22. For Bidfood, the idea of developing its offering involves sourcing the best products from its branded partners, creating its own dishes and investing in recipe development.

23. The company has hired a business analyst in an attempt to offset food inflation and help market its food offering by inspiring creativity among its customers.

24. Bidfood brought in a web designer, who said the company’s customer base was looking at its channel for new concepts. A YouTube video on sea bass hit 15,678 views in two days.

25. Bidfood sees inspiring new talent as key – its Future Chef programme goes to schools and gives the wholesaler the opportunity to engage with the foodservice industry.

26. Aris Poulis: “You must understand every corner of your business; new things are always happening. You can add value in the marketplace by investing in new trends.”

27. Andy Kemp: “Food-to-go may be the route to take for retailers suffering the loss of CTN sales.”

28. James Russell: “Foodservice is a growing area for us, but UK figures are only half of those in the US, so we need to see more food-to-go outlets.”

29. Ayman Nasreldin: “In the past six years, foodservice has moved to become the leading contributor to growth in the total retail market versus online grocery.”

30. David Gilroy: “You have to be clear on who your target audience is when venturing into catering – people from different regions want different foods.”

Session 3: Keeping up with the customer

Trystan Farnworth, commercial director – convenience and impulse, Britvic Soft Drinks

31. ‘Hero’ images are needed online, along with an emphasis on what wholesalers’ online offers are, to help compete with the likes of Amazon.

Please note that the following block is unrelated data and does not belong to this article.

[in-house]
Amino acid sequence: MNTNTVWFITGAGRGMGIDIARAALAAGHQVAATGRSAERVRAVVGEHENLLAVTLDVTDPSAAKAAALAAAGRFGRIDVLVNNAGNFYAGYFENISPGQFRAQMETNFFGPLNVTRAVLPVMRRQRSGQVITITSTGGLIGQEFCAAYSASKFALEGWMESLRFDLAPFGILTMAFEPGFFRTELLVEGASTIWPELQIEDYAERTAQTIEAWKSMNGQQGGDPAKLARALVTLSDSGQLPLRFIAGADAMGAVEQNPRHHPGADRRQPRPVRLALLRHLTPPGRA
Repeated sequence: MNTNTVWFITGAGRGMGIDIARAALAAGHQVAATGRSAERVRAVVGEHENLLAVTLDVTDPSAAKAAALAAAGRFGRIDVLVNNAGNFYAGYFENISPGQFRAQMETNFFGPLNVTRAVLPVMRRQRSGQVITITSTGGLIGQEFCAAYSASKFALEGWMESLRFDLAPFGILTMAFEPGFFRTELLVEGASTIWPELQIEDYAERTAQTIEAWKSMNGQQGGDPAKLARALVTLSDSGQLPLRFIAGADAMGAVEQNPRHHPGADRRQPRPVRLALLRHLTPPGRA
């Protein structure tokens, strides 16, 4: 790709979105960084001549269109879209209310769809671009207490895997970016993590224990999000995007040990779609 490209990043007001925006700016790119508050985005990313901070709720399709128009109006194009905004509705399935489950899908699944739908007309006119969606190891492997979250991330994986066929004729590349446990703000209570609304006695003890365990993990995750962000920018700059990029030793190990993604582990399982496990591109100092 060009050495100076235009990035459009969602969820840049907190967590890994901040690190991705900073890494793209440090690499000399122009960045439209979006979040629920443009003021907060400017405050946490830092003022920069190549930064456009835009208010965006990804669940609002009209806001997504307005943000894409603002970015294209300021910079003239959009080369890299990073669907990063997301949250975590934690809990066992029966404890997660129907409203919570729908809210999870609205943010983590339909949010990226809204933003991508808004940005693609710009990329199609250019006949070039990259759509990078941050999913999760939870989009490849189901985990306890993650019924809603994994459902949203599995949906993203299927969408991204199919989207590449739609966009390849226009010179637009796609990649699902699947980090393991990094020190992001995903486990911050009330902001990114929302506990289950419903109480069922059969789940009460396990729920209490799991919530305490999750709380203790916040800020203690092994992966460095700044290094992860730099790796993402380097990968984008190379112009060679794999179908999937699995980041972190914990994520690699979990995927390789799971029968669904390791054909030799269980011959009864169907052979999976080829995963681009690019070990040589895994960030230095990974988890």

32. Wholesalers need to work together to ensure that millennials understand the employment opportunities the sector provides.

33. Wholesalers need to think about the customer journey, in order to improve compliance and customer discipline in-store.

34. There is 80% discussion and only 20% execution from conversations between wholesalers and suppliers – be mindful that actions speak louder than words.

35. The sector desperately needs an aligned approach with data, especially around category descriptions and ‘sales-in’ data.

36. Soft drinks are the main reason people visit convenience stores. Thus, the sugar levy may encourage consumers who don’t want to change habits to spend more.

37. The biggest macro trend in the market is low/no-sugar products. By the time the sugar levy comes into force in April, it won’t apply to 95% of Britvic’s brands.

38. Selling more low/no-sugar soft drinks is a way to get around the tax; Britvic has been reformulating its range since 2012 to enable consumers’ palates to adapt.

39. Britvic has consistently innovated with and spent heavily on marketing for low/no-sugar products. Recent launches include Pepsi Max Ginger.

40. In a study Britvic conducted with 6,500 consumers, it was found that consumers want a low-sugar drink, but they still want choice.

41. If trends don’t help you stay relevant, then investing in them is futile.

42. Treat flavour and quality as one – consumers don’t expect to compromise on either.

43. The ‘social home’ trend has seen consumers increasingly enjoying ‘party-at-home’ evenings, which they post about online – so never underestimate visual social media’s power. 

44. Excess packaging is a problem and brands aren’t addressing this intelligently – after all, nearly half of all adult-eating occasions happen alone.

45. There has been a 360% rise in veganism in the past decade, as well as growing interest in gluten-free and vegetarian diets.

46. Martin Race: “To inspire customers, you need to get your business online and ‘on app’ – we and the suppliers often forget that.”

47. Martin Race: “The biggest trends for the wholesale channel to be mindful of are premiumisation, healthy food and food to go.”

48. Joanna Feeley: “People undersell how valuable a fad can be. If you can get quickly behind a trend, it can be successful if you deliver it properly.”

49. James Bielby: “C-store shoppers can be far away from trends – wholesalers should be aware of trends, but they shouldn’t tear up their offers for them.”

50. Trystan Farnworth: “The sugar levy will accelerate the biggest soft drinks trend, so getting your category ready will benefit your business.”